RSVP Magazine

BEATING BREAST CANCER: survival rates of 75-82% over the last five years but do you know the warning signs


Breast cancer is the most common form of cancer for Irish women – with one woman in every nine affected by it. However, Irish research is leading the way with breakthrough advancements. At Breast Cancer Ireland, we are transforming the prognosis from being potentially fatal, with 680 deaths annually, to being a treatable illness with an increase in survival rates of 75-82% over the last five years.

In 2012, Breast Cancer Ireland decided to lead and fund an initiative for the recruitment of specialist breast cancer research nurses within Breast Cancer Ireland’s designated cancer centres, whose role is to collaborate in the collection of patient tissue and serum samples into one large centralised area, so that clinicians and scientists nationally can avail of them.


As a result, we have seen research publications quadruple annually and we have seen a significant shift towards the provision of personalised and tailored treatment plans for patients who have been diagnosed. There’s no longer any need for a one-size-fits-all treatment plan, because we now know that every patient’s breast cancer is highly personal to their genetic make-up and, as such, requires a personalised approach.

In just five years the following significant advances have been made

Increase in survival rates 75-82%.

Increase in research publications from 1 every 24 months – to 5 within 12 months.

Ongoing involvement in International clinical trials – using a combination of drugs – for particular cancer patients –showing 60% tumour eradication.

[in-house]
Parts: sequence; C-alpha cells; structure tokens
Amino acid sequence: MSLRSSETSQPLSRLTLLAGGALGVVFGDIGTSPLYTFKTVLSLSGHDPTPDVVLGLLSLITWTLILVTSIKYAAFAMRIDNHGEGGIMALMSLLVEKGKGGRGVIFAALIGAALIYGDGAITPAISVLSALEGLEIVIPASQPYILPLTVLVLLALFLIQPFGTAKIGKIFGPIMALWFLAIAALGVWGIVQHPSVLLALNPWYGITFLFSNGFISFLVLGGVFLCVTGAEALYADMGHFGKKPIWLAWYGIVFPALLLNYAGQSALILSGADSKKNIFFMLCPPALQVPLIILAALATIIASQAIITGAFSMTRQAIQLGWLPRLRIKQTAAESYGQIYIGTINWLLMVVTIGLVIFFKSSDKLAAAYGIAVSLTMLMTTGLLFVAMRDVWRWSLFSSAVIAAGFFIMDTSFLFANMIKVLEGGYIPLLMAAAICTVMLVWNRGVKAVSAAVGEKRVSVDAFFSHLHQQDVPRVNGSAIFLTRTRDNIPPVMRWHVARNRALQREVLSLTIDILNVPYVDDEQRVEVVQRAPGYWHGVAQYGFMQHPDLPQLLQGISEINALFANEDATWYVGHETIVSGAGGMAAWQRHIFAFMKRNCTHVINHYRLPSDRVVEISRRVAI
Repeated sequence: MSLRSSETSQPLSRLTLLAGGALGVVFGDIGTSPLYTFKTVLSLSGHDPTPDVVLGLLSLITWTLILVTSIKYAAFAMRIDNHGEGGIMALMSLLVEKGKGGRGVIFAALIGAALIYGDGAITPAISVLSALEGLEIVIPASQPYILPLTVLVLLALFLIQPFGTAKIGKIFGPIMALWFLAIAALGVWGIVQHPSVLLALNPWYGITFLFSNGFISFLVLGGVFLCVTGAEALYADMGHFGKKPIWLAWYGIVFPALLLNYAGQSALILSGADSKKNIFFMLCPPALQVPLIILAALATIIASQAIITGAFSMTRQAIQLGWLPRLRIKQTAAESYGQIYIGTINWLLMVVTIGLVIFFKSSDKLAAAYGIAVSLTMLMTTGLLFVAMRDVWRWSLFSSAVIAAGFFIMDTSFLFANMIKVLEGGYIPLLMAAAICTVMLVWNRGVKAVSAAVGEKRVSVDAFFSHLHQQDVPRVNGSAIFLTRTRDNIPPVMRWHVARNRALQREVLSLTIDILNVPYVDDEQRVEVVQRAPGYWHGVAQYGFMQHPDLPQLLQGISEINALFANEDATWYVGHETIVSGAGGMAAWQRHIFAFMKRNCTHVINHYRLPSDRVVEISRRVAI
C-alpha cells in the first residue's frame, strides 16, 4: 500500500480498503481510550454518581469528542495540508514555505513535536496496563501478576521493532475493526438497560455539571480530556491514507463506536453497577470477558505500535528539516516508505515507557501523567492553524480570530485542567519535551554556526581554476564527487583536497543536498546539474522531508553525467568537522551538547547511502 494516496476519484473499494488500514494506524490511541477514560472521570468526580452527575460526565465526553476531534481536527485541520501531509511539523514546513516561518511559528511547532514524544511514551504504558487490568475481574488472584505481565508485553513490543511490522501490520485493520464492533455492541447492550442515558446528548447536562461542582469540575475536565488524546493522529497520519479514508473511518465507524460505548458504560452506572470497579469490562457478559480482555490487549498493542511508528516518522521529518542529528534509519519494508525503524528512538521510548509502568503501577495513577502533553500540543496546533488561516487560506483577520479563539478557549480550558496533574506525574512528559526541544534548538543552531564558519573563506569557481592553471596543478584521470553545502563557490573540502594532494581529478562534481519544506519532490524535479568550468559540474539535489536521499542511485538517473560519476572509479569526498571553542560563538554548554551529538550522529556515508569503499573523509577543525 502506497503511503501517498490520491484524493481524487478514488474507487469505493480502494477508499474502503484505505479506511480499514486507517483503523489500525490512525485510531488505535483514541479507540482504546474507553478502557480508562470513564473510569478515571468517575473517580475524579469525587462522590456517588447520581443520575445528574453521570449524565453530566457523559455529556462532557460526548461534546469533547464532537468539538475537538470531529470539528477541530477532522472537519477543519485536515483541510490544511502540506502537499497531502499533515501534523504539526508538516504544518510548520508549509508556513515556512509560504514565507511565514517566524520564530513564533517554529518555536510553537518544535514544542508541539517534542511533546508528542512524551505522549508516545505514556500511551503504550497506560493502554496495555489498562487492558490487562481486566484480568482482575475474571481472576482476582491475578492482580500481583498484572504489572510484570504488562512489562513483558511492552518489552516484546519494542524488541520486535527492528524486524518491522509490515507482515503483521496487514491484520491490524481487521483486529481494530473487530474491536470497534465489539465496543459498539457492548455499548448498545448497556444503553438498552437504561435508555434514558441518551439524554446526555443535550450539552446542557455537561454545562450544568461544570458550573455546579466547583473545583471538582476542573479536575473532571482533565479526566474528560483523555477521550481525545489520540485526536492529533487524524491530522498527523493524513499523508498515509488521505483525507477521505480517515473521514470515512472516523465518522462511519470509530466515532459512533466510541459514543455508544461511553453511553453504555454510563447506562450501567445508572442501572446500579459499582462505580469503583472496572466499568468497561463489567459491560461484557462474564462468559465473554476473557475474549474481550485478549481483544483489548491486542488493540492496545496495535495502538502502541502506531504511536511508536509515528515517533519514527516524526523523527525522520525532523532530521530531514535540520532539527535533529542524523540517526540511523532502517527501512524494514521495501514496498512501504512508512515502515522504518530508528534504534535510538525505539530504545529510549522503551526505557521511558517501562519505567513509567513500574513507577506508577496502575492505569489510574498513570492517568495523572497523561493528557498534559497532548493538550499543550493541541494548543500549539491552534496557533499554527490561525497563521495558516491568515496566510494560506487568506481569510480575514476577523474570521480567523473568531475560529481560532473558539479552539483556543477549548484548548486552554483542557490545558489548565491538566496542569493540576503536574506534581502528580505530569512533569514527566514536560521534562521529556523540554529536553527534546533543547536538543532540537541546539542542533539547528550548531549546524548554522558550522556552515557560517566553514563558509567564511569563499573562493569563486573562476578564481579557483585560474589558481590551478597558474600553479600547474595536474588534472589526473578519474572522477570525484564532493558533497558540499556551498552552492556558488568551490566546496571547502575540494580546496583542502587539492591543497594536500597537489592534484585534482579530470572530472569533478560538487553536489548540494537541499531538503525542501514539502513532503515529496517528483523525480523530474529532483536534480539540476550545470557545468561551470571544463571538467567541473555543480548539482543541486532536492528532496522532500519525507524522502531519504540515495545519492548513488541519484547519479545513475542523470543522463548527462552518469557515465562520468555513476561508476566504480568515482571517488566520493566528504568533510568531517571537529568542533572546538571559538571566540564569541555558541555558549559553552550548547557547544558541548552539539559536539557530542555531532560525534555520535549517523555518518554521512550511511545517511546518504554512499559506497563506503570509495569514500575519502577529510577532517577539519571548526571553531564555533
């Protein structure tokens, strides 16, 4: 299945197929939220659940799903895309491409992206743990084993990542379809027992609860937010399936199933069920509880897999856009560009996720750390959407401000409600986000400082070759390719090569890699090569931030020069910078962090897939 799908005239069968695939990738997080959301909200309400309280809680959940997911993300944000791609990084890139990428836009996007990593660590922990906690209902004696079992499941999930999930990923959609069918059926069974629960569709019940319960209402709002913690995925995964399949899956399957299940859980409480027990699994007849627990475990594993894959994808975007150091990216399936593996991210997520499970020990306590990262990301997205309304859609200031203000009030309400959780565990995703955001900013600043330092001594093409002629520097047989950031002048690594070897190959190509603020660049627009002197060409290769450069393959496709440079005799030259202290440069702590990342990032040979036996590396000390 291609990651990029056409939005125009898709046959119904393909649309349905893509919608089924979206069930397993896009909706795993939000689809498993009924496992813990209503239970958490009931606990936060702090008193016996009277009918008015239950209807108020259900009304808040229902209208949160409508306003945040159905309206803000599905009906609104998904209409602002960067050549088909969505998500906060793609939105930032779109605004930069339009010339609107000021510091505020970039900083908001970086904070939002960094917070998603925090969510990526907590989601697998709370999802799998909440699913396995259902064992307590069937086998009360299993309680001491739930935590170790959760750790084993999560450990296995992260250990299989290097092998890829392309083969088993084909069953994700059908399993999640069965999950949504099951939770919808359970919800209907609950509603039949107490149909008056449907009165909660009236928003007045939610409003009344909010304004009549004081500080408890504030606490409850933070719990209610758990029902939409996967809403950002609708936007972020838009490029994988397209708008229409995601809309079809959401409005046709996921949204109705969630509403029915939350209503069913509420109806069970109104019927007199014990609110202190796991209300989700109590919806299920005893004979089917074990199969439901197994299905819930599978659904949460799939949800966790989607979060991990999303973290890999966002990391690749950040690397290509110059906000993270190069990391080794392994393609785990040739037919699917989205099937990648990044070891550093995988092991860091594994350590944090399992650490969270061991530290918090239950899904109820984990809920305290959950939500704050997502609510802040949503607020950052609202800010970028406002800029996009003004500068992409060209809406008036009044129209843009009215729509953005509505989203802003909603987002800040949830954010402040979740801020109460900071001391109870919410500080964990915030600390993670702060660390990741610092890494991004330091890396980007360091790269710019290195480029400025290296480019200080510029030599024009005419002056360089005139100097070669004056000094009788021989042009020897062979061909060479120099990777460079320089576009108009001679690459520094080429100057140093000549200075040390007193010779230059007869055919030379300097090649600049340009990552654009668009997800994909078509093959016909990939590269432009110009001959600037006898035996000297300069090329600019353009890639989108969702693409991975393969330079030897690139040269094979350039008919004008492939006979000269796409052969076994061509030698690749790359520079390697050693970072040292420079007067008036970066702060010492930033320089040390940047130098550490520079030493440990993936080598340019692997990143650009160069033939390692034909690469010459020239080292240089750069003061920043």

Reduction in the amount of patients requiring Chemotherapy. With the arrival of sophisticated blood tests patients can avail of the oncotype testing that looks at a series of genes in each individual tumour that will show the best course of treatment relative to the tumour presented.

Breast Cancer Ireland’s investment in the country’s first Intra-Operative Radiotherapy Device…instead of a patient having to return to hospital for five weeks daily for radiotherapy – we can extend initial surgery time by 20 minutes, for certain cancer patients and then they can go home to recover.

Investment in education and awareness programmes – Breast Cancer Ireland recruited an Outreach Nurse Coordinator – for Transition Year schools awareness and women’s groups nationally – where presentations are offered, showing how to perform a self-examination and which are the key signs and symptoms to look out for. The key is knowing what is normal in your body, so that if an abnormality occurs, it will be detected quicker and the outcome will be much more positive.



To support Breast Cancer Ireland’s ongoing research efforts and the provision of education and awareness programmes nationally on the importance of good breast health, please visit

Breast Cancer Ireland, 123 St Stephens Green, Dublin 2

Tel: 01 402 2747 | Website:

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